What Are the Side Effects of the Injection?
Women who use the injection may experience irregular menstrual cycles, especially in the first few months of use. Your periods may be heavier, longer, or disappear completely. The chance of amenorrhea (no period at all) will increase over time but not having your period is not dangerous. You may have spotting daily or in between your normal monthly menses. . Irregular bleeding and or spotting can be managed by your provider as needed. Many women are concerned about weight gain on the injection, but research hasn’t been able to show much direct correlation with weight gain and the injection. The hormones in the injection may make you feel hungrier, which in turn can lead to eating more and then ultimately gaining weight. There is some minor bone density loss seen in women who use the injection, but studies show that once a women discontinues the injection the loss is reversed. You may take a daily calcium supplement to prevent loss if you choose.
The Contraceptive Patch is a combination hormonal patch containing both progestin and estrogen, similar to most birth control pills. Rather than swallowing a pill each day, you place a patch on your skin each week and the hormones get absorbed through your skin into the body. On the fourth week of each month, you do not wear a patch and you will have a menstrual bleed. The patch is anywhere from 92-97% effective in preventing pregnancy depending on how consistently you use it.
Where Can I Wear the Patch?
You will apply The Patch to the abdomen, buttock, upper outer arm, or upper torso (excluding the breast). Each week you must alternate the site, you cannot place it in the exact same spot each week, as this can cause skin irritation over time.
What Are Possible Side Effects of the Patch?
Break-through bleeding and spotting occur at about the same rate as the Pill. Similar to other hormonal contraceptives, other side effects can include: breast tenderness or soreness, headache, and nausea. These symptoms are usually worse when you first start taking a hormonal contraceptive like The Patch, and get better and usually disappear completely as your body adjusts to the new hormones (usually after few months of continued use.) Some reaction at the application site may also occur, but rotating the site each week can be helpful.
The Contraceptive Vaginal Ring (“NuvaRing”) contains both progestin and estrogen, similar to most birth control pills and the patch. Nuva Ring is easily inserted in the vagina and left there for 21 days (3 weeks) each month. It is then removed for seven days (1 week) for your period to come. You will need to insert and remove the Nuva Ring yourself each month. A new ring needs to be inserted in the vagina at the same time, on the same day of the week following your period each month to be most effective. If you do not insert The Ring on time, it is important to use a backup form of birth control that month as you are more likely to get pregnant. While the Ring is removed for your period, you are still protected from getting pregnant.
Can I Take The Ring Out During Sex?
The ring does not need to be removed for sexual intercourse, and usually a women’s partner can’t even tell the Ring is inside, and it is rare for a partner to report that they can feel the ring. However, if you choose, the Ring can be removed for up to 3 hours a day for sex, but it is very important that it is placed back in the vagina as soon as possible for the highest effectiveness. If you forget for more than 3 hours, please call the office for further directions.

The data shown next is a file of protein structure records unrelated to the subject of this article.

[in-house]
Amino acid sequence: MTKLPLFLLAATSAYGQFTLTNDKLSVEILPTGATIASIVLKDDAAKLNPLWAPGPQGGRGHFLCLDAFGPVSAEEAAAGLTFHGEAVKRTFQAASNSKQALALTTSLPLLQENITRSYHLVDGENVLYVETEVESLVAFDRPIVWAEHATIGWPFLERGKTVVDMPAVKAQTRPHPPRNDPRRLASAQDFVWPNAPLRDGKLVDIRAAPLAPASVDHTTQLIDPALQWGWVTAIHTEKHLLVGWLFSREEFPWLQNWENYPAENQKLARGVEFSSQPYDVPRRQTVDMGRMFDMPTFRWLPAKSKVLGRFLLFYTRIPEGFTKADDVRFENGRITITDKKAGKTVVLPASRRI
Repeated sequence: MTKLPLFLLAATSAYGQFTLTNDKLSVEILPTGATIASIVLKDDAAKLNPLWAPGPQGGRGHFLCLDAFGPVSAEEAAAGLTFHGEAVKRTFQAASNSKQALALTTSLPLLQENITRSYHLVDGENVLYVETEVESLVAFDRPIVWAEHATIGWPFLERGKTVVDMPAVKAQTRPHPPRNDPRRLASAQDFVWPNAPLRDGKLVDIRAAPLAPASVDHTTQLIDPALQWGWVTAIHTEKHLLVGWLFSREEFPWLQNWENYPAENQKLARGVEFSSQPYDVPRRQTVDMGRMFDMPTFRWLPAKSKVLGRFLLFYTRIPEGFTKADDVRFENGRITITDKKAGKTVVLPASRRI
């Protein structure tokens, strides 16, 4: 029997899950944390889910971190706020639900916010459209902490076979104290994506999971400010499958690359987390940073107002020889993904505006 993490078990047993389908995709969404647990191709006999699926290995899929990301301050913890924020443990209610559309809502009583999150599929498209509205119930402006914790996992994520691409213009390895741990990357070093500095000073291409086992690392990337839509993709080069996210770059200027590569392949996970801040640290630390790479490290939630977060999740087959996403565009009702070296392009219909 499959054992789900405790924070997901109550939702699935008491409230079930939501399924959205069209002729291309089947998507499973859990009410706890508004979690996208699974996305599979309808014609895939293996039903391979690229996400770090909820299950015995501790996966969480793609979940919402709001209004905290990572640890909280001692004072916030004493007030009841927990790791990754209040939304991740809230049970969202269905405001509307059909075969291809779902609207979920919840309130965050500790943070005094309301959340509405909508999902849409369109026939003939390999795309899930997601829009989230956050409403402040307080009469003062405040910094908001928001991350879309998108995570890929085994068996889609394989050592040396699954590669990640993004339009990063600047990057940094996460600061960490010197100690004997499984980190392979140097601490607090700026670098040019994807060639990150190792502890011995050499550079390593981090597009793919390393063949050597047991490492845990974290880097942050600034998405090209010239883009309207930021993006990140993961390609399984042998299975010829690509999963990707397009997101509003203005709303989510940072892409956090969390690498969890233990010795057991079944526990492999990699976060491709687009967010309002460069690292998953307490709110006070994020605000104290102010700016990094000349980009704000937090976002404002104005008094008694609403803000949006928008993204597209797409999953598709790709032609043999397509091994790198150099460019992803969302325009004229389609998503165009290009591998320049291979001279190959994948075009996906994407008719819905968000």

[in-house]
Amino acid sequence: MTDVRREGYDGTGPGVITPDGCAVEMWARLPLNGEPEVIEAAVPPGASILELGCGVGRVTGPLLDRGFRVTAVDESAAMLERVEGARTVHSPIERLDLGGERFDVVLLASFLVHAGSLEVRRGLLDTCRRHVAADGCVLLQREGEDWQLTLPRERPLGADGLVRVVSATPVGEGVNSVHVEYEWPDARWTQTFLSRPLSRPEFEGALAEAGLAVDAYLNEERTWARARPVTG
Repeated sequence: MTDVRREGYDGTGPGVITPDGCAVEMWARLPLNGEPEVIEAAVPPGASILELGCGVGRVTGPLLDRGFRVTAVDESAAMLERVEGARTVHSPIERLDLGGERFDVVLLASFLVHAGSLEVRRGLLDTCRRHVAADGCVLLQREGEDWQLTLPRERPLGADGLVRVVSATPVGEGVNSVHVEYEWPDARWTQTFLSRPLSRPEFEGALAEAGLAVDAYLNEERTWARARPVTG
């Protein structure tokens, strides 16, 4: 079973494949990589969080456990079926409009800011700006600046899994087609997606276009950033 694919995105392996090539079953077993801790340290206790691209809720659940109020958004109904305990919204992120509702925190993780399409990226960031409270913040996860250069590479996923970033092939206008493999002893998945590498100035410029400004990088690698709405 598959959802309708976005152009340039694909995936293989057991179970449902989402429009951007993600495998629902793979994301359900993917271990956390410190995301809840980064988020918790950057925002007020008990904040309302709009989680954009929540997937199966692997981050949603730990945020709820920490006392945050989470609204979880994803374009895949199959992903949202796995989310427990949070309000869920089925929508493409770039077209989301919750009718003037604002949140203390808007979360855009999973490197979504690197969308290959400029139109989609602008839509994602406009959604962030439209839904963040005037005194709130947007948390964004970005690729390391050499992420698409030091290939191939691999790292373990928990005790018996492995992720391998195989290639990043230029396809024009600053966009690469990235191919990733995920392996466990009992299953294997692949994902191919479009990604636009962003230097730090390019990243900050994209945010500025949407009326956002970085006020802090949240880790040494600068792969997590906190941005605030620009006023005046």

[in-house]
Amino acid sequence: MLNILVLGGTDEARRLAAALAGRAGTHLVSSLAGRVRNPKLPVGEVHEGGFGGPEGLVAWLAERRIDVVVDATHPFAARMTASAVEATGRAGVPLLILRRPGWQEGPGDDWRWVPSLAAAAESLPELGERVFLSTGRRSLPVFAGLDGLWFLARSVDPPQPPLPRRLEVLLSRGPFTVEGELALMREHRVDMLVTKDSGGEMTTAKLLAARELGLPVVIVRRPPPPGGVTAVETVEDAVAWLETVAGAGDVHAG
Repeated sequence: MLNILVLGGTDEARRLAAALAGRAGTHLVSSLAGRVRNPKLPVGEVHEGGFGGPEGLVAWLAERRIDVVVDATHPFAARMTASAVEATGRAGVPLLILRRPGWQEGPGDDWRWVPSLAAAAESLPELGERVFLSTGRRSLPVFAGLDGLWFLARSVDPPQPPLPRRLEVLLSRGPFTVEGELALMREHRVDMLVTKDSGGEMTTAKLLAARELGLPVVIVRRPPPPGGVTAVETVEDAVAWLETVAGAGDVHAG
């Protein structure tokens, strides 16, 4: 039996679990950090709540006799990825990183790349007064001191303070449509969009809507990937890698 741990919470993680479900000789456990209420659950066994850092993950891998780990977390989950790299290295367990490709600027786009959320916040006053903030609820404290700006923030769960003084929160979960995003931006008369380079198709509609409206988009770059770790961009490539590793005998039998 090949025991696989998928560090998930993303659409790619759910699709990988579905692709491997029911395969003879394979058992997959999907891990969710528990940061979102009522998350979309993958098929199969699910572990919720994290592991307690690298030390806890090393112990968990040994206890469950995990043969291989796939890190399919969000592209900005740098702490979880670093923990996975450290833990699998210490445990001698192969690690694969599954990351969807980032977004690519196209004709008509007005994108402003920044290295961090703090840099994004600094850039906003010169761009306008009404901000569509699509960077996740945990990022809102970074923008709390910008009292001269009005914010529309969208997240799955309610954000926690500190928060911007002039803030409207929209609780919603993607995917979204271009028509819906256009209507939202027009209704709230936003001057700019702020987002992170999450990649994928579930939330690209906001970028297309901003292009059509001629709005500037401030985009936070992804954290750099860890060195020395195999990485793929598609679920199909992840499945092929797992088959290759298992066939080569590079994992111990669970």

What are Possible Side Effects of the Ring?
Possible side effects include headache, increased or thicker vaginal discharge, and sometimes an increase of vaginal infections. Break-through bleeding and spotting occur at about the same rate as the Pill or Patch. Similar to other hormonal contraceptives, other side effects can include: breast tenderness or soreness and nausea. These symptoms are usually worse when you first start taking a hormonal contraceptive like The Ring, and get better and usually disappear completely as your body adjusts to the new hormones (usually after few months of continued use.)
Condoms are an easily accessible, non-hormonal method of birth control. Condoms prevent pregnancy approximately 88-92% of the time if used properly. Condoms are often made from Latex, but there are non-latex brands available for those who have reactions/allergies to latex material. Condoms are the only method of birth control that provides protection from sexually transmitted infections. Condom use is always recommended in addition to other birth control methods to prevent infections.
Permanent Sterilization (Tubal Ligation, “Tying the Tubes”)
If you are certain that you do not want any more pregnancies, a permanent method of birth control may be the right choice for you. In California you will need to sign the consent for sterilization at least 30 days before the surgery date. You can have the procedure done laparoscopic (via small holes in abdomen and using cameras) or through a laparotomy (small incision suprapubically. Once you are certain that your permanent contraception is required the staff at My Choice Medical Center can guide you throughout the process.
My Choice Medical Center (MCMC)
MCMC has been providing exceptional care in a safe, private setting for 18 years. MCMC was founded by Dr. Joseph, an OB/GYN. If you would like to schedule a consult or come for a visit, please call us at (866) 397-3070 – our friendly and compassionate staff are ready to help you access the quality care that you need. All of our services are confidential, and records are only released at your request and with your consent.